دانلود مقاله ISI انگلیسی شماره 909
عنوان فارسی مقاله

طراحی شبکه زنجیره تامین چند پله ای در تولید چابک

کد مقاله سال انتشار مقاله انگلیسی ترجمه فارسی تعداد کلمات
909 2013 41 صفحه PDF سفارش دهید 13100 کلمه
خرید مقاله
پس از پرداخت، فوراً می توانید مقاله را دانلود فرمایید.
عنوان انگلیسی
Multi-echelon supply chain network design in agile manufacturing
منبع

Publisher : Elsevier - Science Direct (الزویر - ساینس دایرکت)

Journal : Omega, Available online 3 January 2013

کلمات کلیدی
تولید چابک - طراحی شبکه زنجیره تامین - چند پله - استدلالی لاگرانژی -
پیش نمایش مقاله
پیش نمایش مقاله طراحی شبکه زنجیره تامین چند پله ای در تولید چابک

چکیده انگلیسی

In this paper, we consider a supply chain network design problem in an agile manufacturing scenario with multiple echelons and multiple periods under a situation where multiple customers have heavy demands. Decisions in our supply chain design problem include selection of one or more companies in each echelon, production, inventory, and transportation. We formulate the problem integrating all decisions to minimize the total operational costs including fixed alliance costs between two companies, production, raw material holding, finished products holding, and transportation costs under production and transportation capacity limits. A Lagrangian heuristic is proposed in this paper. Optimizing a Lagrangian relaxation problem provides a lower bound, while a feasible solution is generated by adjustment techniques based on the solution of subproblems at each iteration. Computational results indicate the high quality solutions with less than 5% optimality gap are provided quickly by the approach in this paper. Further, compared to initiative managerial alternatives, an improvement of 15% to 25% is not unusual in certain cases for the proposed approach.

مقدمه انگلیسی

Companies today are faced with a competitive environment which brings challenges, such as how fast products are designed, manufactured, and distributed, while simultaneously having to consider improving production efficiency and total operational cost. The concept of Agile Manufacturing was proposed as a novel manufacturing paradigm in response to these challenges. An agile company is capable of operating in a competitive environment with market opportunities that are continually emerging and changing with uncertainty. Virtual organization, according to Goldman et al. [13], is defined as “an organizational tool for agile competitors who are integrated by sharing core competencies and resources to accomplish a particular product which could not be done solely by each of the competitors.” A virtual organization is formed opportunistically, and disbanded when its objective is attained. Companies in a virtual organization share core competencies, resources, skills, and costs, which make them able to respond to global market opportunities which each individual member is not able to on its own. Therefore, the concept of the virtual organization has emerged as a new organization model within Agile Manufacturing. Virtual organizations reflect and facilitate three major aspects of agile competition [13]: 1. The virtual organization model expresses the need of agile competitors to create or assemble new productive resources very quickly. 2. The virtual organization model expresses the need of agile competitors to create or assemble new productive resources frequently and concurrently because of the decreasing profitable lifetimes of individual products and services. 3. The virtual organization reflects the complexity of today's most profitable products, which often require access to a wider range of world-class competencies – research, prototyping, manufacturing, design, marketing, distribution, service, and within each of these many, more specialized competencies – than any one organization can afford to maintain “in between” customer opportunities or can identify in advance of unanticipated opportunities. When a market opportunity emerges, a virtual organization needs to be formed by a clearly established mechanism. The significant contribution of this paper is to provide an integrated production-logistics approach to partners selection for the virtual organization formation. These partners form a supply chain network based on their production and transportation capacities of partners, and the integrated optimization of costs in the supply chain network. In terms of supply chain network design, there are three planning stages: strategic, tactical, and operational [3]. Strategic or long-range planning involves decisions about company selection and facility location; tactical or medium-range planning involves decisions about production, inventory, and logistics. Operational or short-range planning involve within day or shift decisions such as routing and scheduling. Strategic and tactical planning are highly related and should be considered together in the Agile Manufacturing paradigm because of the short-lived durations of virtual organization. For example, the selection of suppliers which in turn defines their capacity to fulfill demand has an important impact on production planning. Therefore, more and more companies are coming to the realization that to minimize total operational costs, the supply chain should be optimized as a whole. In this paper, strategic and tactical decisions are considered simultaneously. Chauhan et al. [6] considers a similar problem of designing a partner-chain by an integrated production-logistics approach. A limiting characteristic of their work is the assumption that any member in the formed supply chain has only one supplier partner and only one customer partner, and there is only one unique final customer in the supply chain. In reality however, demands routinely come from multiple customers, and the financial penalty of not meeting customer demand are huge, especially for a short life-cycle product corresponding to a time-based new market opportunity. Overcoming this limitation is the main motivation of our research. Our contribution is in generalizing the limiting assumption of Chauhan et al. [6] and allowing multiple partners to be selected at any stage of the supply chain. It is worthy to note that although only a single assumption is relaxed, the problem structure becomes totally different, and the solution approach developed in their work is no longer applicable. Therefore, a methodology to design a supply chain network should be established along with an effective solution approach. Addressing this need is the major contribution of this paper. Fig. 1 illustrates the motivation of our research. In this motivational example, we assume raw materials are sequentially processed twice in order to create a final product. At each operation process, two companies are qualified as candidates. Fig. 1 shows the data setting in this motivation example, where {•}{•} denotes customer demands in successive three periods, [•][•] denotes production capacities in successive three periods, and (•)(•) denotes unit production and inventory holding costs. To make the example simple, we assume the alliance cost and the unit transportation cost between any partners are identical, which are 200 and 5, respectively; and the transportation is uncapacitated. Based on the unit production cost, Companies 1 and 3 are the best choices to be included in the virtual organization. Obviously, both of them have adequate production capacity to meet demands. (Note that Company 3 has 50 units of inventory at the end of first period.) But if they work together to form a supply chain, the supply chain cannot meet customer demands because Company 1 cannot provide 100 units (50 at most) to Company 3 as raw materials; thus, Company 3 cannot produce 100 units in the first period due to raw material shortage. The supply chain cannot meet the customer demand in the second period. Therefore, if only these two companies cooperate together, they cannot fulfill customer demands for all periods, although each of them can provide adequate production capacities individually. Our research answers the following questions: Do we include Company 1 and/or 3, and add more companies to fulfill demands? Which company should we select to complement the production capacity to meet all demands? These questions strongly motivate our research.In this paper, we present a mixed integer linear formulation to form the virtual organization for a particular product when a new market opportunity emerges based on production and transportation capacities of qualified companies, and on the integrated optimization of costs in a finite planning horizon. The strategic decision, which is the selection of companies to form the virtual organization, and the tactical decisions, which are production, inventory, and transportation of each company, are considered as a whole under a deterministic environment. A Lagrangian solution method is employed in this research to decompose the original problems into subproblems. A practical example of such a virtual organization is that of semiconductor manufacturing which has three major steps, silicon crystal to polished wafer, wafer fabrication (photolithography, etch, implantation, deposition), and testing and packaging. Wafer fabrication is capital intensive where initial investment of building a semiconductor factory is about 2 billion dollars. Therefore, partnerships that leverage spare capacity can avoid the construction of new plants. On the other hand, wafer testing and packaging are labor intensive and these factories are located where the labor cost is low. For the reason of scale economics, the three major steps cannot be finished in a company and a supply chain needs to be designed. Some companies that supply crystal silicon wafers are Applied Materials, MEMC, Wacker Chemie, Wafer World and Semiconductor Wafer, Inc. A huge number of companies are wafer fabricators, such as Intel, AMD, Texas Instruments, SK Hynix, TSMC, etc. Some companies focus on only wafer testing and packaging, such as Amkor Technology, ASE, UINSEM, and SPILL. There are many issues to be considered when setting up vendor-manufacturer relationships, such as products price, products quality, company production capacity, company location, transportation costs, etc. In response to a new chip development, opportunistic formation of supply chain from qualified members can leverage the results of our work. The remainder of the paper is organized as follows. In Section 2, a literature review of the related topics is presented. Section 3 presents the problem description and formulation. A solution approach based on the Lagrangian relaxation is presented in Section 4. Computational results of small, medium, and large problems are presented in Section 5. In Section 6, some extensions by relaxing assumptions in this paper are discussed. Finally, conclusions and future work are presented in Section 7. Appendixes contain two formulations used in the proposed solution approach developed in Section 4, and data used in the example in Section 4.3.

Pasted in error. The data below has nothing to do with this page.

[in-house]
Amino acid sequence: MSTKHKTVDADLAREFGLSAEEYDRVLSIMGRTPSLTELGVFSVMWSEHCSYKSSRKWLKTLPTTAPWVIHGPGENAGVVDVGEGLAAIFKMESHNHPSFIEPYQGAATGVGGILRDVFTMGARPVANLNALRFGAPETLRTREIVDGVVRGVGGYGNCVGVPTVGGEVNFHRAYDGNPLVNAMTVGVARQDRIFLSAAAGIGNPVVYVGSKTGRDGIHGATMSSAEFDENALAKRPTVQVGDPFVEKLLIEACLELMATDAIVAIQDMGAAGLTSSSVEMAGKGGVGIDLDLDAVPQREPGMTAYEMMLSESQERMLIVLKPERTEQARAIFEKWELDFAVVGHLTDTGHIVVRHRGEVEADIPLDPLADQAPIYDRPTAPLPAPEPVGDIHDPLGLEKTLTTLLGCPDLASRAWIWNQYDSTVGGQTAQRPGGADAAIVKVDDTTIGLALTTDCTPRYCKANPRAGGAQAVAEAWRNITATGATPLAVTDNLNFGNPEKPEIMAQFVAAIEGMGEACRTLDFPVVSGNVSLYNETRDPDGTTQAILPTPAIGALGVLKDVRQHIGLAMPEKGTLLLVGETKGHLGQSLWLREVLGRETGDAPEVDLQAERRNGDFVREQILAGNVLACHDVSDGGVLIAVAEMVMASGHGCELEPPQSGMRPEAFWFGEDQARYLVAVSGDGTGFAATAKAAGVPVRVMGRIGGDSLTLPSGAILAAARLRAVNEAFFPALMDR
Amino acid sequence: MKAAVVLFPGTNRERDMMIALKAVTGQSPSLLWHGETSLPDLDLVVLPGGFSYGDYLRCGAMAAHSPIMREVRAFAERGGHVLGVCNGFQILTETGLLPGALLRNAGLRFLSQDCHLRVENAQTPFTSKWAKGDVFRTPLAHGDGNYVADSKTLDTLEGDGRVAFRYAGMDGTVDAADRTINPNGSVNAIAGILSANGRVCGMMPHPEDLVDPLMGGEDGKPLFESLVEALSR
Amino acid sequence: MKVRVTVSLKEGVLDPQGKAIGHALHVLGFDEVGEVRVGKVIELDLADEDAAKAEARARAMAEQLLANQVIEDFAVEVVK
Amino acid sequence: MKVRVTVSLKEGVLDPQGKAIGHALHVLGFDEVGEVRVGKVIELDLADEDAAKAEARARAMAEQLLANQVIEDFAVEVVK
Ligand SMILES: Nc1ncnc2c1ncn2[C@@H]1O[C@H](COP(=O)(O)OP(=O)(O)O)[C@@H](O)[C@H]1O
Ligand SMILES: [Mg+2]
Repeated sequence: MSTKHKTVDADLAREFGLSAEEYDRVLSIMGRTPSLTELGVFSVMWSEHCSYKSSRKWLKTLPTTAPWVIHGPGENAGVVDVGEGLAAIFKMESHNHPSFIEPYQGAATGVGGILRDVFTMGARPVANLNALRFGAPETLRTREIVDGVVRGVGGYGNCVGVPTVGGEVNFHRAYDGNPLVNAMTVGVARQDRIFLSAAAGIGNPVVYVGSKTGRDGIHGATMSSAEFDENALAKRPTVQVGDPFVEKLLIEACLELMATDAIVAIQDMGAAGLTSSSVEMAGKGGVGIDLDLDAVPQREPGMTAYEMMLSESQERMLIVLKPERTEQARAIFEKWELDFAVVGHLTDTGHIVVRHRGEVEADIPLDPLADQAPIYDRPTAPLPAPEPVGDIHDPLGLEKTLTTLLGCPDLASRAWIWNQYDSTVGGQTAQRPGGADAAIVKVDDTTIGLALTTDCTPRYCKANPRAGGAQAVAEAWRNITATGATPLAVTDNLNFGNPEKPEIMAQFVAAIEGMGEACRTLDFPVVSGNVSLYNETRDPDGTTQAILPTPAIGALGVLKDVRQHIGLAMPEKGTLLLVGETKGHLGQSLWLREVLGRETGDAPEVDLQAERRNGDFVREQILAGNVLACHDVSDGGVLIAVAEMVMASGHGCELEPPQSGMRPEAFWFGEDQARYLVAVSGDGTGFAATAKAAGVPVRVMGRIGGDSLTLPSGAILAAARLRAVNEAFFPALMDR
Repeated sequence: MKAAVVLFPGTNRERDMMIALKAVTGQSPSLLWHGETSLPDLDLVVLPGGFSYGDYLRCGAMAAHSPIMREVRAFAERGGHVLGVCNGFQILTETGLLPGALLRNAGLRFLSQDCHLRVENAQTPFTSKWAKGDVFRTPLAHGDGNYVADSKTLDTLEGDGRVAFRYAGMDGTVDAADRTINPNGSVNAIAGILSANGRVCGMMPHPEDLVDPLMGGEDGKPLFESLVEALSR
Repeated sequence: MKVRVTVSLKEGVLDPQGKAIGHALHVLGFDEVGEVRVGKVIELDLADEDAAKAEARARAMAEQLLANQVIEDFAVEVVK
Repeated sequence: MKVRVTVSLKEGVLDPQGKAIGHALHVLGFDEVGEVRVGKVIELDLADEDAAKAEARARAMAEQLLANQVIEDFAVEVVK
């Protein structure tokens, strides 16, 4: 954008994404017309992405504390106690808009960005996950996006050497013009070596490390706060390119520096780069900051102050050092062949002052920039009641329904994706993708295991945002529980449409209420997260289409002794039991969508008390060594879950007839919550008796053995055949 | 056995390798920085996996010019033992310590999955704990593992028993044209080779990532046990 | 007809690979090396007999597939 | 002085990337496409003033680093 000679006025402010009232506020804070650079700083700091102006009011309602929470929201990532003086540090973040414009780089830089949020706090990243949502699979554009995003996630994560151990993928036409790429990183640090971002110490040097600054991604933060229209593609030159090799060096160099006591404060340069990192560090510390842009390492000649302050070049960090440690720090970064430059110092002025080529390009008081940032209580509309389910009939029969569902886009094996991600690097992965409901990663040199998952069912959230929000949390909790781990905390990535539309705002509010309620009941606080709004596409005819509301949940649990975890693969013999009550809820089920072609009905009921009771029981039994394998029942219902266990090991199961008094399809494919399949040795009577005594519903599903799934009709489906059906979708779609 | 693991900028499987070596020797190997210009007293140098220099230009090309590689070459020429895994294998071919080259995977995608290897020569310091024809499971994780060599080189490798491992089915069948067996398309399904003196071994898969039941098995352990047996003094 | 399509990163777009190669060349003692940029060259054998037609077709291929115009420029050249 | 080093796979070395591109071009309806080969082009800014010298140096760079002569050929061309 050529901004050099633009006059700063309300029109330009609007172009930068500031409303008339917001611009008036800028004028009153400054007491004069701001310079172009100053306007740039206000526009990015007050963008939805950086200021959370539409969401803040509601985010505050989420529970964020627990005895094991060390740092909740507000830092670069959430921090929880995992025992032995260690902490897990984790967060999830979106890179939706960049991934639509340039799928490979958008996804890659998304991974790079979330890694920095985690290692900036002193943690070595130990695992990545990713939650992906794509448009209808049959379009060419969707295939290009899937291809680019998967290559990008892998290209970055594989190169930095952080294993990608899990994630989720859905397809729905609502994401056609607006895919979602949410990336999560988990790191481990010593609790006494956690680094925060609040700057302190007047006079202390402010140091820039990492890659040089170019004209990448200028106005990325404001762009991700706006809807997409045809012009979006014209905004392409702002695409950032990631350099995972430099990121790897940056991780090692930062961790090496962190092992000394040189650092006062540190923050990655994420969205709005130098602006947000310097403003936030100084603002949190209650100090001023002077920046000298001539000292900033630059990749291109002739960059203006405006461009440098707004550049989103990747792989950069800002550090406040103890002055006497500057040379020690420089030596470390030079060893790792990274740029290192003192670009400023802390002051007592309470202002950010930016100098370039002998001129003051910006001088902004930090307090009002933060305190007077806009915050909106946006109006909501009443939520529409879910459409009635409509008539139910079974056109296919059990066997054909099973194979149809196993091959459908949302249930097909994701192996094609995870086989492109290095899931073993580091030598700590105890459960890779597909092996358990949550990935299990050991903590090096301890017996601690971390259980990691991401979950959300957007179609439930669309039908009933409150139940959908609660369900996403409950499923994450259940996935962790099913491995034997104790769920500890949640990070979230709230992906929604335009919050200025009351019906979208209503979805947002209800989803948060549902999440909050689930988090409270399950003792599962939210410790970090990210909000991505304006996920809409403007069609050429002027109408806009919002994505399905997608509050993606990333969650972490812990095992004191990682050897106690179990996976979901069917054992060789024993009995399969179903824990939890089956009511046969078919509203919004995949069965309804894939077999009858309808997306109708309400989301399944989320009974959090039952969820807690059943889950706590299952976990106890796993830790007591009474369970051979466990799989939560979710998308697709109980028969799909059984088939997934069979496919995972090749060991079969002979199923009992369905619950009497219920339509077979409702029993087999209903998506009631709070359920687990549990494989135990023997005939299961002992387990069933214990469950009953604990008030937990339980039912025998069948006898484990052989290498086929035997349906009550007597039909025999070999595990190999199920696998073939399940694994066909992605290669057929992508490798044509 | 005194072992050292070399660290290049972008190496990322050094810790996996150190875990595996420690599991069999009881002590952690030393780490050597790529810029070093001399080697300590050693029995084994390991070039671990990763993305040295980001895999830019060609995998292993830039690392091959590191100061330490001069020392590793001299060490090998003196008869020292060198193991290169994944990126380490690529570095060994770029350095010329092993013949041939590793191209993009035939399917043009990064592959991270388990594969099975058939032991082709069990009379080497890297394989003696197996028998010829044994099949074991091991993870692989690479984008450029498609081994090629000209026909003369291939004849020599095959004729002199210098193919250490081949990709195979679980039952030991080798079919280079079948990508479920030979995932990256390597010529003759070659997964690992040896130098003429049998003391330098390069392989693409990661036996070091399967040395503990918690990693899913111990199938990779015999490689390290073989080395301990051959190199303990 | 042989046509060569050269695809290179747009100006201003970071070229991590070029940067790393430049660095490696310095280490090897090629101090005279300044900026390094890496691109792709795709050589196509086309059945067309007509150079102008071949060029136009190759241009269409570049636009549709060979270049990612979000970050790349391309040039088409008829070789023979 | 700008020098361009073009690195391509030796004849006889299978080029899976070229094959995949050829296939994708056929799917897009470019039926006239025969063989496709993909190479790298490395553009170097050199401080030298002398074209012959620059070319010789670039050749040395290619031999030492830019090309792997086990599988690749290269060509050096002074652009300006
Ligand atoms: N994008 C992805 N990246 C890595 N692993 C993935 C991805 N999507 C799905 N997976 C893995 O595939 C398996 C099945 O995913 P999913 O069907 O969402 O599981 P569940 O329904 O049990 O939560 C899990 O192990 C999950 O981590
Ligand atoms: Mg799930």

نتیجه گیری انگلیسی

In this paper, we consider a supply chain formation problem under a situation where there are multiple customers and heavy demands. Due to the heavy demands and capacity limits for both production and transportation at each partner company, in order to avoid unfulfillment, multiple companies in each echelon could be selected to form the supply chain network. We integrate the formation of supply chain network and production, inventory, and transportation planning for companies included in the network. Considering the complexity of the problem, an effective solution approach based on Lagrangian relaxation is developed in this paper. A lower bound to the original problem is obtained by optimizing the relaxed problem. In order to obtain a best lower bound, the well-known subgradient search is employed to solve the Lagrangian dual problem. The lower bound increases with iterations. On the other hand, a feasible solution (upper bound) to the original problem can be obtained at each iteration by some “repairing” techniques developed in this paper. The subgradient search procedure starts with an initial feasible solution following a heuristic developed based on the work of Chauhan et al. [6]. As iteration increases, the upper bound decreases. To test the quality of our solution approach, three groups of examples are randomly generated, which are problems with small, medium, and large dimensions. Numerical results establish that the solution approach works very well. We have also compared the Lagrangian heuristic to two alternate approaches that might be adopted by a manager of the supply chain design, one biased towards production costs and the other towards alliance costs. The Lagrangian heuristic provides 15%–25% better solutions in certain large scale examples. This demonstrates the value of adopting the more rigorous approach developed here. In terms of future work, there are some considerations of stochastic demand, bill-of-materials for the product, some risks to a supply chain, inclusion of independently operated warehousing operation, and global issues such as taxes, tariffs and exchange rates.

خرید مقاله
پس از پرداخت، فوراً می توانید مقاله را دانلود فرمایید.